What could possibly have enough power to upstage Game 6 at Wrigley Field with the Cubs on the brink of the World Series?
Perhaps only the guy who hit a ball on top of the right-field video board in the playoffs last October.
The pregame buzz before the Cubs’ Saturday night date with history was about the sudden revelation that young slugger Kyle Schwarber might be in play for the Cubs’ World Series roster after spending the last 6½ months on the disabled list.
“Obviously we have to be smart with this and weigh the risk,” said team president Theo Epstein after Schwarber was activated from the 60-day DL and scheduled to bat as the designated hitter for the Mesa Solar Sox in Saturday night’s Arizona Fall League game.
Depending on how he holds up physically and what the Cubs’ baseball evaluators say about his performance, the Cubs are prepared to add Schwarber to their World Series roster against Cleveland as a DH and pinch hitter.
The lefty-hitting Schwarber was deemed well ahead of schedule and cleared to swing the bat and run the bases during his six-month checkup Monday with his surgeon in Dallas – surprising the player and the team.
He immediately called team president Theo Epstein seeking a chance to play in the postseason, and started taking batting practice that night after flying from Dallas to join the team in Los Angeles.
“We’ll see where this goes. We’re not ruling anything in. We’re not ruling anything out,” Epstein said. “We’re not getting ahead of ourselves. We have a lot of work to do here before this becomes pertinent on a short-term basis.
“But it’s a testament to how hard Kyle has worked to even be in this position where it’s a possibility. … With as hard as Kyle’s worked and as much as this means to him and potentially to us, we wanted to give him that opportunity [after consulting with medical staff].”
Since Schwarber suffered a season-ending injury to his left knee in the third game of the season, Epstein and other team officials had repeatedly ruled out Schwarber from returning to the active roster no matter how deep their playoff run lasted.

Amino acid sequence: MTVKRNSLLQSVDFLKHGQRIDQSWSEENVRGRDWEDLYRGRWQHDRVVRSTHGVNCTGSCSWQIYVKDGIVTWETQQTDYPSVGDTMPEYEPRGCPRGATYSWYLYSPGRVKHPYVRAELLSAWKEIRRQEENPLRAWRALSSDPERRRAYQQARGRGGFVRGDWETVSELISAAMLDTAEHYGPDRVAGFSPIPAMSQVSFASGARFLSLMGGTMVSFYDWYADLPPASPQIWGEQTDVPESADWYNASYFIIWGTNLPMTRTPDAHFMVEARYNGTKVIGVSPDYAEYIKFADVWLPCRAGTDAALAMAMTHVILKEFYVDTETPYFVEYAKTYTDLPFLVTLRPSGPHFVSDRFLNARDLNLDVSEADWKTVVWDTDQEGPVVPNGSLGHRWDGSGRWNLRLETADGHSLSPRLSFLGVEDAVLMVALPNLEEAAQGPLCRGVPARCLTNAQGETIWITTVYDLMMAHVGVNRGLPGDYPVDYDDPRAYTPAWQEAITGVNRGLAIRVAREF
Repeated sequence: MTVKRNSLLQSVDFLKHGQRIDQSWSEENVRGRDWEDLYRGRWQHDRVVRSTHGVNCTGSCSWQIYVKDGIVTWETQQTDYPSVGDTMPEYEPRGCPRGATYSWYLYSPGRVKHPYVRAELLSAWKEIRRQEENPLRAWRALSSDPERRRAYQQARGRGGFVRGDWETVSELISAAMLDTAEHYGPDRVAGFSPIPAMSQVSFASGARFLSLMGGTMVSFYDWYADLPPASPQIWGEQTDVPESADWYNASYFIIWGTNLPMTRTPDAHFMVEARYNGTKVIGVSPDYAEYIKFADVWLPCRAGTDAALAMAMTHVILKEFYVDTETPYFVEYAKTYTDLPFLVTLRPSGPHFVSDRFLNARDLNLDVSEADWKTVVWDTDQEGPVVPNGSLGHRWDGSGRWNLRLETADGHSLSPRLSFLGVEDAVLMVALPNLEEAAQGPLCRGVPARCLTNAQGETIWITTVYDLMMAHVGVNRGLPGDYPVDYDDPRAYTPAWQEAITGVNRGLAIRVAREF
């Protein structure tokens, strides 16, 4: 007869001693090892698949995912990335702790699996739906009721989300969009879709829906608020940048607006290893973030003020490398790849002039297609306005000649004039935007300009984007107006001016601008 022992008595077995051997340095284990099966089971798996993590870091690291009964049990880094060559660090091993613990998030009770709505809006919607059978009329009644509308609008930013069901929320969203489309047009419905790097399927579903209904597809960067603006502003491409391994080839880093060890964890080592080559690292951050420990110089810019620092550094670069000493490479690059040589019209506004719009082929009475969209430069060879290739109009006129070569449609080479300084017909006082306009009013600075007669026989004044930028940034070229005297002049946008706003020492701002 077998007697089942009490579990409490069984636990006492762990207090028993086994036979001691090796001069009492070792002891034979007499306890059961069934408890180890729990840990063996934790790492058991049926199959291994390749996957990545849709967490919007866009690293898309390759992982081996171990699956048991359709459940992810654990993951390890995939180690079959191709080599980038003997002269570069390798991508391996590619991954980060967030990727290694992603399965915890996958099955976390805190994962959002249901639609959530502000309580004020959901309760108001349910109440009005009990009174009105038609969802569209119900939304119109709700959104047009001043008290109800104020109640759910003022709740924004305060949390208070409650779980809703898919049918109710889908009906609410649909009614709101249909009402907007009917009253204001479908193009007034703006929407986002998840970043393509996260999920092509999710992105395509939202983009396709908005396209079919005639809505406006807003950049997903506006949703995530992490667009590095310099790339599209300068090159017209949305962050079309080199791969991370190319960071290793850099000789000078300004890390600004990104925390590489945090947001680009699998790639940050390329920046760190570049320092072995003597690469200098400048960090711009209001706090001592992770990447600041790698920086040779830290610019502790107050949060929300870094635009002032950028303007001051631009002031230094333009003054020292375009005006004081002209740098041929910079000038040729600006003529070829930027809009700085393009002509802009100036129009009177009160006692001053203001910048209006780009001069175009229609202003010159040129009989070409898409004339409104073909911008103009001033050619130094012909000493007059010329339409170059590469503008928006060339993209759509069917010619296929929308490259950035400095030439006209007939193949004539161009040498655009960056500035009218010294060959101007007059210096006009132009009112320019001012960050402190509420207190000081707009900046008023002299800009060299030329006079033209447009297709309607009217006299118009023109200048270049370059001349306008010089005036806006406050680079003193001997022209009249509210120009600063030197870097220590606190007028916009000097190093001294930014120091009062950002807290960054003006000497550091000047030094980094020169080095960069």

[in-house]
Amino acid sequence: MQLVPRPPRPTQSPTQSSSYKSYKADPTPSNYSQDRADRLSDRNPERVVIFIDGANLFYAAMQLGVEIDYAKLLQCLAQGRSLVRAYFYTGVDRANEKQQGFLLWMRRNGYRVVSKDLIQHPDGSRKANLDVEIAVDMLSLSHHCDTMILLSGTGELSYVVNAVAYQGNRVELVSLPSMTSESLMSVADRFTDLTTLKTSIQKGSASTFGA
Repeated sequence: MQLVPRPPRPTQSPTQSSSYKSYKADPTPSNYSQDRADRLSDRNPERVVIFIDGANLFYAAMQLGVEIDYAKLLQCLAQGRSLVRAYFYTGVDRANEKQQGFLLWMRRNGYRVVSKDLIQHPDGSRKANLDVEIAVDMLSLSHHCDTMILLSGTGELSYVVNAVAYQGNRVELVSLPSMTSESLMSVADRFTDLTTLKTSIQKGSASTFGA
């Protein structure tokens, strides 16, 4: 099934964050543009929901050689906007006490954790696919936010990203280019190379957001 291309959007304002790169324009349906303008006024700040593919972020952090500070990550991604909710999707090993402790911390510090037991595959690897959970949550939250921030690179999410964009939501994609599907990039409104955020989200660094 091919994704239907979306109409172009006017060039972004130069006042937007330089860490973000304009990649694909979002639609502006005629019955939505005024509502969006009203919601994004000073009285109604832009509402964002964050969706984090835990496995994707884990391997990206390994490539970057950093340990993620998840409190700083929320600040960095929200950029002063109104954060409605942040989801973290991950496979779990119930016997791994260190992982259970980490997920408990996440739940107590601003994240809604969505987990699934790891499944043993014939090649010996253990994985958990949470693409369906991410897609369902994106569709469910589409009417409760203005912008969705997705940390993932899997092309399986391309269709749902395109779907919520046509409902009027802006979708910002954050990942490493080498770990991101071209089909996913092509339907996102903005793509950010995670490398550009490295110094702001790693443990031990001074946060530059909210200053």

“It’s awesome, man,” manager Joe Maddon said. “I didn’t see it coming. My conversations with him have been primarily about next year. So honestly when this all popped up the other day I was really surprised.”
Schwarber, who has taken batting practice all week — including a session of live BP against a Cubs minor leaguer on Friday — was to wear a brace on the knee and bat second in Saturday’s AFL lineup. He went 0-for-3 with a walk, lining a 340-foot ball to right-center that required a diving catch in his last at-bat in the eighth inning.
He has not been cleared to play in the field.
“It wouldn’t surprise me if he is ready,” teammate Jake Arrieta said, lauding Schwarber’s exhaustive rehab work. “It’s just in a moment like that, it’s different than working out and being in the training room and being 100 percent there. Not that he can’t be 100 percent; it’s just a little scary situation for me. But having that bat, that’s hard to turn away if he’s ready to go.”
Assuming he fares well into Sunday morning, the Cubs were considering a simulated game Sunday as a next step, with the Solar Sox idle.
“He’s a pretty special person, and a special hitter,” Epstein said. “I don’t want to get ahead of ourselves, but if it does get to a point where we think he can help us, it says a lot about his talent and his work ethic.”
As a rookie last October, Schwarber broke the Cubs’ single-postseason record with five home runs and was considered a key bat in their plans to contend this season — until tearing his ACL in an outfield collision with Dexter Fowler April 7.
Games 1 and 2, and then Games 6 and 7 of the World Series would be played in Cleveland with the DH rule in effect.
“We were looking at winter ball at some point,” Epstein said of the anticipated timeline for Schwarber’s return to playing. “We weren’t proactive. We didn’t request anything from [the surgeon].
“Just the fact that he’s gotten to this point is a testament to his character, and he’s got everyone in the organization pulling for him,” Epstein added. “No matter what happens the rest of the way, we’re proud of him that he’s at this point, and it bodes really well for next year.”